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Unformatted text preview: Globalizing clinical trials n American Ethnologist appropriate conduct of research to local context inform a legal defense strategy to make acts of experimentation— particularly those enacted in public health crises—either reachable or unreachable by international ethics codes.28 What appears as scandalous activity with respect to global human-subjects research may, in fact, be seen as legitimate under evolving ethical and legal notions of fair play. This ‘‘expedient’’ experimentality first caught my attention in the context of the scientific management of the Chernobyl nuclear crisis. Here, too, the language of crisis became instrumental, granting legitimacy to experimentation when it otherwise might have had none. A public health disaster combined with the state’s incapacity to protect the life of citizens; this combination, in turn, justified a commercially sponsored clinical trial that would have been impossible to conduct elsewhere at the time. Human research whose exploitativeness might have been hard to judge was justified under the rubric of humanitarianism; and this process in itself may lie outside the bounds of what ethical discourse about human-subjects research and even legal codes can capture.29 Occurring at a time when research priorities in the world of international science were shifting toward biotechnology, Chernobyl afforded a venue for biotechnological research.30 The Soviet state’s response to the crisis is widely documented as having been grossly negligent, particularly in the first days after the disaster.31 Under strong pressure to restore the credibility lost by the state’s initial inadequate response to the disaster, then – general secretary Gorbachev agreed to cooperate in an unprecedented Soviet – U.S. scientific venture. He personally invited a team of U.S. oncologists and radiation scientists to conduct experimental bone marrow transplants on workers from the ‘‘Zone’’ (an area 30 kilometers in diameter circumscribing the destroyed nuclear reactor site) whose exposures were beyond the lethal limit and for whom no treatment was available. In exchange for the credibility garnered from this move, Soviet medical authorities gave in to the U.S. research team’s demands to conduct human testing of a genetically engineered hematopoetic growth factor molecule (rhGM-CSF, thought to regenerate stem cell growth and to be useful for treating leukemia). Some animal testing had been underway in the United States, using highly irradiated chimpanzees and dogs, but human testing of the molecule had not been approved by the FDA. The humanitarian ethics to treat in a crisis where there was no treatment legitimated the transfer and use of unapproved experimental drugs. The lead scientist on this trial told me that he had no clinical trial protocol but that he had acted consistently ‘‘with what was legal.’’32 He did not know the exact number of individuals on whom the molecule was tested (he guessed it was over 400). During our 1996 interview, he described his interests in the Chernobyl cohort as short term. In his view, the accident offered his team a readymade set of experimental conditions: ‘‘The Chernobyl accident for the firemen at the power plant was exactly what we do at the clinic every day. Potentially, there were patients with [leukemic] cancer exposed to acute whole body irradiation.’’ This scientist, who had gained fame and admiration for his humanitarianism, spoke to me about these unregulated trials in a surprisingly confident fashion, suggesting that political arrangements gave him adequate refuge from ethical sanctions. ‘‘No one was going to believe what Gorbachev had to say about Chernobyl. I convinced them of that [in my negotiations]. They had no credibility.’’ This scientist’s confidence points to a political, regulatory, legal, and ethical milieu that lay beyond a procedural one governing relations between researchers and their human subjects. Disaster reframed as humanitarian crisis presented a unique scientific and political opportunity. Politically, normal rules of conduct were suspended. Scientifically, the disaster offered a set of negative health circumstances that, because of codes of ethics prohibiting human experimentation, would have been impossible to simulate in normal clinical trial circumstances in the United States. In other words, the crisis provided a regulatory, environmental, and technical ready-made scenario for bioscientific research. As such, it gave researchers liberal access to a pool of highly endangered people. This pool became attractive precisely when a nonhuman model showing the effects of a particular molecule was lacking. Although the results of this trial were deemed largely unsuccessful, both sides gained significantly from their short-term arrangement. The U.S. scientist’s team and its major pharmaceutical backer got a valuable jump start on the emerging biotechnological market in growth-factor molecules. Soviet officials got a rare opportunity to shore up the state’s credibility locally and internationally. Biological citizenship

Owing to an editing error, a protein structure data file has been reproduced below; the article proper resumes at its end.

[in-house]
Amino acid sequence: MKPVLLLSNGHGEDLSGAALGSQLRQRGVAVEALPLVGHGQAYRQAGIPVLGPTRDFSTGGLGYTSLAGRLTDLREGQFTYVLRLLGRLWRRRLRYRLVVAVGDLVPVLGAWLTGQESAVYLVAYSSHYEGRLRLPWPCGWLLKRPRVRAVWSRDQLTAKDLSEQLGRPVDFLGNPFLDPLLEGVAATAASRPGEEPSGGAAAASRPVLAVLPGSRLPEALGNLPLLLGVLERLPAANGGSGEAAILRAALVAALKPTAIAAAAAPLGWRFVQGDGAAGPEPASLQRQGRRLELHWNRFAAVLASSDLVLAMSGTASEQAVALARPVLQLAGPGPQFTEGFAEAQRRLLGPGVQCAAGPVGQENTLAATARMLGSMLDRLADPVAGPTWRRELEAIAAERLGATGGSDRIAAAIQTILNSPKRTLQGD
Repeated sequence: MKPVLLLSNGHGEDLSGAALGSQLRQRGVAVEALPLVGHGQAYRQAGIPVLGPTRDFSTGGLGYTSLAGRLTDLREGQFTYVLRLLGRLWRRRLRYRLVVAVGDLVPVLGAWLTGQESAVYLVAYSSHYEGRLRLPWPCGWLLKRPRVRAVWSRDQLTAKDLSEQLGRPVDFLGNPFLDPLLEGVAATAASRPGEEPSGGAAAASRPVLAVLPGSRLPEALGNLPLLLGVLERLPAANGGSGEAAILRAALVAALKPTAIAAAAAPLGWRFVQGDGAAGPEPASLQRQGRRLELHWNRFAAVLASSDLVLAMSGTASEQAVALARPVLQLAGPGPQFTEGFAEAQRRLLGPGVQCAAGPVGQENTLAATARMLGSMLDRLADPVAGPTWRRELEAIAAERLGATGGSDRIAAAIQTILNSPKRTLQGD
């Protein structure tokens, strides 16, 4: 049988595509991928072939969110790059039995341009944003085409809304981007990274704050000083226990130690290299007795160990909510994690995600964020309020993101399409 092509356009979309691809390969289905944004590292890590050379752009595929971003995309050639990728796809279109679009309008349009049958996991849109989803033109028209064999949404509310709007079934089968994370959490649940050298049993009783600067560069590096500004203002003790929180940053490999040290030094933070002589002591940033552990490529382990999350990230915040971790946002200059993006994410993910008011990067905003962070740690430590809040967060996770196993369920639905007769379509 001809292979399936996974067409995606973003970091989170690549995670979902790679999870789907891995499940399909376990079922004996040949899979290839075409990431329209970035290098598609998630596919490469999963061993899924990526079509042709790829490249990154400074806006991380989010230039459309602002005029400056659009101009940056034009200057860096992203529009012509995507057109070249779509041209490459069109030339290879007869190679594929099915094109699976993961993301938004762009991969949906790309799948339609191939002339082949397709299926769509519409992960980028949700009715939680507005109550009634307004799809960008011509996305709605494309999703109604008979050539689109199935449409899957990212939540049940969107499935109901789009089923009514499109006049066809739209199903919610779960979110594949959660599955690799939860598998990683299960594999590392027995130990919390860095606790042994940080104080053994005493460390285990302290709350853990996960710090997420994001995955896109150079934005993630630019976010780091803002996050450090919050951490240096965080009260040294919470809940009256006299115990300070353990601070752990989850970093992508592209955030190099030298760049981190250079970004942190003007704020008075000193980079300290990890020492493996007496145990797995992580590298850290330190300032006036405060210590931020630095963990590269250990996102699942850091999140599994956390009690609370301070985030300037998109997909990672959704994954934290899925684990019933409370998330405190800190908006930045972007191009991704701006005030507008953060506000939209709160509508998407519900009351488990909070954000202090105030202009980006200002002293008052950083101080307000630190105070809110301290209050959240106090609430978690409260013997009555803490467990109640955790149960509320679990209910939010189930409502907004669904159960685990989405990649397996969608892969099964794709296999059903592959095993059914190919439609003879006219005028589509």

As in both the Trovan and Chernobyl cases, a humanitarian crisis creates a space that appears to be ‘‘ethics free’’ precisely because it is disastrous, beyond the reach of regulation. With the sudden suspension of normalcy, whole groups of people actually or potentially become experimental subjects.33 Both cases also demonstrate to a greater or lesser extent a breakdown in consent processes and in citizens’ trust and reliance on state systems of public health and protection. Ethics is used variably and tactically by all actors in a chain of interests involved in human-subjects research. Such chains now function in states where lives of citizens are not adequately protected via traditional health or welfare systems. The biological 191 ...
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- Spring '10